Felicity Huffman Says She Participated In College Admissions Bribery Scheme Out Of ‘Desperation’

In a letter to the judge, Felicity Huffman wrote about the “utter shame” she feels about her actions, which she says were committed out of fear of being a “bad mother.”

By Sharon Lynn Pruitt

As actress Felicity Huffman waits to be sentenced for her participation in a wide-ranging college admissions bribery scandal, the 56-year-old actress and mother of two has reportedly written a letter to the judge, claiming that she acted out of “desperation” and only wanted the best for her eldest daughter.

Huffman pleaded guilty in May to conspiracy to commit mail fraud and honest services mail fraud, CNN reports. Prosecutors have asked that she be sentenced to one month in jail and ordered to pay a $20,000 fine, calling her actions “deliberate,” Page Six reports. Huffman, however, has asked for a year of probation, and penned a lengthy letter to the Boston judge set to sentence her on September 13.

After Huffman first stated that there is “no justification” for her actions and that she will “respectfully accept” whatever sentence she receives, she then delved into her motivations, PEOPLE reports.  

Huffman “worked with Mr. Singer legitimately for a year,” she wrote, and employed him to work with her daughters, 19-year-old Sophia and 17-year-old Georgia, because they both have learning disabilities. Singer eventually told Huffman that her daughter Sophia, who wanted to major in theater, had math testing scores that were too low for her to be admitted to any of the colleges she was interested in; he then suggested that he could have a test proctor “bump up her scores,” Huffman claimed, according to the outlet.

Huffman wrote that she was, at first, “shocked,” but then came to feel that she’d be a “bad mother” if she didn’t take his suggestions.

Prosecutors have accused Huffman of paying $15,000 to Singer, who came up with the plot, in order to have her daughter’s test scores altered. She reportedly also considered going through the process a second time for her remaining daughter, Georgia, but did not go through with it.

Huffman explained that decision in her letter, according to PEOPLE, writing, “To my utter shame, I finally agreed to cheating on Sophia’s SAT scores, and also considered doing the same thing for Georgia. But the decision haunted me terribly; I knew it was not right. I finally came to my senses and told Mr. Singer to stop the process for Georgia.”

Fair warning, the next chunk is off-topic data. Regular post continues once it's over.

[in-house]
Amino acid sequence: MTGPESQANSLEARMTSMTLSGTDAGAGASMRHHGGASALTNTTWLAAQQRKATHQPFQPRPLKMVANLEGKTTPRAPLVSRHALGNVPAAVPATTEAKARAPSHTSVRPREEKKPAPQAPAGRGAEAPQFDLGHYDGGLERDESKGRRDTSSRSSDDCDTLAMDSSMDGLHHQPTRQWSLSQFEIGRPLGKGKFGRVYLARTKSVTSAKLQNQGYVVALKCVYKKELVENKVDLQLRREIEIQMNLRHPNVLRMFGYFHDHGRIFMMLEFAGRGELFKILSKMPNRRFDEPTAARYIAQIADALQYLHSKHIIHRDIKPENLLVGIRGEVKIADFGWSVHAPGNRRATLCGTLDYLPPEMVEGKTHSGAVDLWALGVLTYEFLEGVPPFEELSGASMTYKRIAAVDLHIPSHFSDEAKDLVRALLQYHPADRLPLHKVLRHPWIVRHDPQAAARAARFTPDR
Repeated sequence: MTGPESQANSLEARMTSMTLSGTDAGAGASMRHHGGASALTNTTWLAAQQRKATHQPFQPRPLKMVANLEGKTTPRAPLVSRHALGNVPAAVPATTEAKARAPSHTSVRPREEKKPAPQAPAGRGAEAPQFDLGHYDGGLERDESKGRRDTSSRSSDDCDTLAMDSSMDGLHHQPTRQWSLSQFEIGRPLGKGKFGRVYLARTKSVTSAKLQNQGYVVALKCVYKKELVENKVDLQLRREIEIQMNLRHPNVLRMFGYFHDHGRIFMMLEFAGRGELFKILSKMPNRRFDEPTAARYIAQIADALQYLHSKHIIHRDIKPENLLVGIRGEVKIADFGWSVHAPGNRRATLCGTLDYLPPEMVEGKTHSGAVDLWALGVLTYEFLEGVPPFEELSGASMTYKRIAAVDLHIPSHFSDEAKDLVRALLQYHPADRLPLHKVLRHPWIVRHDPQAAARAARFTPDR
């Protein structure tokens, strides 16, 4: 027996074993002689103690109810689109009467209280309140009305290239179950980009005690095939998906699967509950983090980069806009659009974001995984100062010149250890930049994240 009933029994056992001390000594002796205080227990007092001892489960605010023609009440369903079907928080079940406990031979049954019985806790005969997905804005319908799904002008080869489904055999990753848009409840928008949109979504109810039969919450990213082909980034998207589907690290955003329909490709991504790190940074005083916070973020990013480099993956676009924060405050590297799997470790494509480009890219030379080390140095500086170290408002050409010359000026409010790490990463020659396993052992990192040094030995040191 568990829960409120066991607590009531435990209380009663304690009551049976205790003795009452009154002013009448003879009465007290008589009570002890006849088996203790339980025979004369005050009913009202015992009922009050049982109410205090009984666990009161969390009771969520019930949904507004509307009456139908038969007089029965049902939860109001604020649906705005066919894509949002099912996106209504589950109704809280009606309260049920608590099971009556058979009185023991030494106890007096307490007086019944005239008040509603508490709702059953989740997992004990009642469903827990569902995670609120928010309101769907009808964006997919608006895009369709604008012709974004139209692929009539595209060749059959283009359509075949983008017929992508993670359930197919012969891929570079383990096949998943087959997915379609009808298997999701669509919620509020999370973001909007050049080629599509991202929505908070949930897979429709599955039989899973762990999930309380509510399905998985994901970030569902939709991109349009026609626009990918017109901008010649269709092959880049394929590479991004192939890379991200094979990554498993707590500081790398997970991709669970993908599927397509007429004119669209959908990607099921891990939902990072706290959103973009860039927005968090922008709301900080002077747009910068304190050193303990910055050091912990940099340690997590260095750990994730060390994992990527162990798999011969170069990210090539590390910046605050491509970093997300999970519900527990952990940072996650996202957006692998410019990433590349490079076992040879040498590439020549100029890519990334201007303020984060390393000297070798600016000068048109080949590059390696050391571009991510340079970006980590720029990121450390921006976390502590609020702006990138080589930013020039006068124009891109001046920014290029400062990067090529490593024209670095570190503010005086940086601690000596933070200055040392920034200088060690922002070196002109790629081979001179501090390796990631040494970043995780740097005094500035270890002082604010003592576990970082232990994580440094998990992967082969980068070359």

Huffman went on to explain that she felt insecure about her ability to be a mother “from the moment [her] children were born,” according to the outlet.

“In my desperation to be a good mother I talked myself into believing that all I was doing was giving my daughter a fair shot,” she wrote. “I see the irony in that statement now because what I have done is the opposite of fair. I have broken the law, deceived the educational community, betrayed my daughter, and failed my family.”

In addition to writing a letter in her own defense, Huffman also gathered letters of support from 27 others, including her Emmy Award-winning husband William H. Macy and her “Desperate Housewives” co-star Eva Longoria, Page Six reports.

In his letter, Macy also alluded to his wife’s insecurity in her parenting abilities, writing, “Motherhood has, from the very beginning, frightened Felicity and she has not carried being a mom easily. She’s struggled to find a balance between what the experts say, and her common sense.”

He also touched on the effect that the scandal has had on his family, writing that Huffman’s actions caused her relationship with her daughters to “explode,” according to the outlet. They are currently “rebuilding,” however, and are all seeing a “wonderful family therapist.”

Longoria praised Huffman in her letter, writing that her former co-star defended her when she was subjected to bullying on the set of the hit drama, and has done volunteer work benefitting the Latino community, according to Page Six.

Huffman was one of more than 30 wealthy parents charged for allegedly partaking in the scheme. Actress Lori Loughlin and her husband, fashion designer Mossimo Giannulli, were accused of paying $500,000 to Singer in order for their two daughters to gain admittance to the University of Southern California as members of the crew team, even though neither plays the sport. Both have pleaded not guilty.

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